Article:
From School Library Journal
PreSchool-Grade 2-With descriptions and a rhyme scheme clearly inspired by Dr. Seuss, a little boy relates all of the wonderful things about the car he plans to design, including safety features, a pool, a robot driver, and the ability to go underwater and fly through the air. The rhyme scheme works well enough, although at times the rhythm falters. The artwork is the real draw here. The brightly colored, crisp, cartoon-style illustrations, reminiscent of the Jetsons, are likely to keep viewers' attention. The full-bleed pictures are animated and detailed, and the boy's dog, which appears in each picture, ties the images together nicely. This slight story may attract young fans of vehicles, but readers looking for a plot will be disappointed in what is essentially an extensive laundry list of the automobile's attributes.-Amy Lilien-Harper, The Ferguson Library, Stamford, CT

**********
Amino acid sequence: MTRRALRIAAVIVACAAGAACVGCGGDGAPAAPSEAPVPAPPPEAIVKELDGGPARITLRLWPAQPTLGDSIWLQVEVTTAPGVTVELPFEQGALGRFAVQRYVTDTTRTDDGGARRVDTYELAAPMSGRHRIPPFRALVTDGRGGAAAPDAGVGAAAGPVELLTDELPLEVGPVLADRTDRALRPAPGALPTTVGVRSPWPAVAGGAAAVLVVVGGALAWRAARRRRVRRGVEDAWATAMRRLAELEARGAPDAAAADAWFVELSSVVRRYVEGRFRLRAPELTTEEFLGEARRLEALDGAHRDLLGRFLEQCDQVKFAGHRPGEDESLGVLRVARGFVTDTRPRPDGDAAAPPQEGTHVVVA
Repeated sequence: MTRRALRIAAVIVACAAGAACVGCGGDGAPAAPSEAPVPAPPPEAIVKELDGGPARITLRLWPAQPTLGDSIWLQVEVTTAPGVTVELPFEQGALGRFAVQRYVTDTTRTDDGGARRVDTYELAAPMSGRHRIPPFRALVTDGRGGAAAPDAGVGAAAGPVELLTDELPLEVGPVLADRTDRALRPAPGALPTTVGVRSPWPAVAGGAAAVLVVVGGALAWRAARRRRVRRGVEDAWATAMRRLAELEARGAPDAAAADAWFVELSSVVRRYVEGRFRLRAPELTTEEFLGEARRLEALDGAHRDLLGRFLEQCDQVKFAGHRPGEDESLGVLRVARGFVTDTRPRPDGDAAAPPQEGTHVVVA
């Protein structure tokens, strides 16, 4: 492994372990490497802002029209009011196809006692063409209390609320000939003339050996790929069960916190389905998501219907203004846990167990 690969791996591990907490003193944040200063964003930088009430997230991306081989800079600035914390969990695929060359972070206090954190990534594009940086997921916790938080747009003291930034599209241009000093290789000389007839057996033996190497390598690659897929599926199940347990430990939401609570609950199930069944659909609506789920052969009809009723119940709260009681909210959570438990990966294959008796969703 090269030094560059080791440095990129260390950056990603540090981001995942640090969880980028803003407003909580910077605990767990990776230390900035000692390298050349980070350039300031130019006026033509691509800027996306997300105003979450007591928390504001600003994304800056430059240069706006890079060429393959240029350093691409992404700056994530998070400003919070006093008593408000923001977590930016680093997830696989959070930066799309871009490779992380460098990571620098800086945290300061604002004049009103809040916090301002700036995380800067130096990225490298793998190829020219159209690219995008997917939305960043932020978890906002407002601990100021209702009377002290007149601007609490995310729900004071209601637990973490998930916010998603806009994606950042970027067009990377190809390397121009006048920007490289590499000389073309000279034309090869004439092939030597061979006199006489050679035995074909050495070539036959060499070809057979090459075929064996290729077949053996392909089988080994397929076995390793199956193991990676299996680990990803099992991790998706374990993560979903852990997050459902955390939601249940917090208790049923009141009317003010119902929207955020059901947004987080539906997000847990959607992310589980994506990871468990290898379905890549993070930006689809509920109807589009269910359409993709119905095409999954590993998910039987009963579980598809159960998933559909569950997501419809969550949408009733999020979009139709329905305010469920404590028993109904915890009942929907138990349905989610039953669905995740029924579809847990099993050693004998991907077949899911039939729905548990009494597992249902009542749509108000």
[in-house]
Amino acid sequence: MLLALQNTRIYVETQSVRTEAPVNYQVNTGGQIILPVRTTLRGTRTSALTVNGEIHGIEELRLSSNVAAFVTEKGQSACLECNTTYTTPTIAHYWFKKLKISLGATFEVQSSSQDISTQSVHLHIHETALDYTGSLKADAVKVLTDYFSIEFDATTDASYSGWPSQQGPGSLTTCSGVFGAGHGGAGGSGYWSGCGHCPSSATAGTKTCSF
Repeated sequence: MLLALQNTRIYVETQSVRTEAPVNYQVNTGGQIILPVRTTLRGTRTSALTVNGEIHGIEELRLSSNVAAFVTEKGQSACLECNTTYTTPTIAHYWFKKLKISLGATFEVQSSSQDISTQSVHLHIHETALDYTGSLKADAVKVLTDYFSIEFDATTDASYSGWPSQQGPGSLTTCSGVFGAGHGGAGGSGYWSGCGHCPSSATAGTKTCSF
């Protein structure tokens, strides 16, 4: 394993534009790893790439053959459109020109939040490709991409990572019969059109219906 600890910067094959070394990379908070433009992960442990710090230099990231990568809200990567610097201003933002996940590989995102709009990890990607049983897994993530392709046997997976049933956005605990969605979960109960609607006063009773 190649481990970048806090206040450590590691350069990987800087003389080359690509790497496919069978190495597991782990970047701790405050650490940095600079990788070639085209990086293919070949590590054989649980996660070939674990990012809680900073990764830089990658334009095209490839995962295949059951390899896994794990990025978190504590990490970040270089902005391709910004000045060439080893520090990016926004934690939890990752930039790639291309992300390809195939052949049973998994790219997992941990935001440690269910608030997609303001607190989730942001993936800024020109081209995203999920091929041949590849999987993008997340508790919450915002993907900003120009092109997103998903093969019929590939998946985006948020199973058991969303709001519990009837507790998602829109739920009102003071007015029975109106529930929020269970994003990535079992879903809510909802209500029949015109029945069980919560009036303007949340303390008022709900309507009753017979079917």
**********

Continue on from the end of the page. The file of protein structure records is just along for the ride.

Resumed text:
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K-Gr. 2. A young boy decides to design a better car than the old family station wagon. Driven by a robot, his sleek, supercharged vehicle can drive underwater and fly, and the interior includes a snack bar and swimming pool. The story is told in jaunty rhyming couplets, but the fun really comes from the illustrations, which perfectly parody 1950s' visions of the future, as depicted in such magazines as Popular Mechanics.
The car glides past neat suburban homes with wide and perfect lawns, where everything is bathed in pastels. This may appeal more to parents (or, perhaps more accurately, to grandparents) who remember these renderings of technological dream worlds. Still, children will enjoy the exuberance and goofiness of the double-page spreads, such as the close-up of the expansive snack bar, which dispenses burgers, fries, and Cheez Whip on command. Todd MorningCopyright © American Library Association. All rights reserved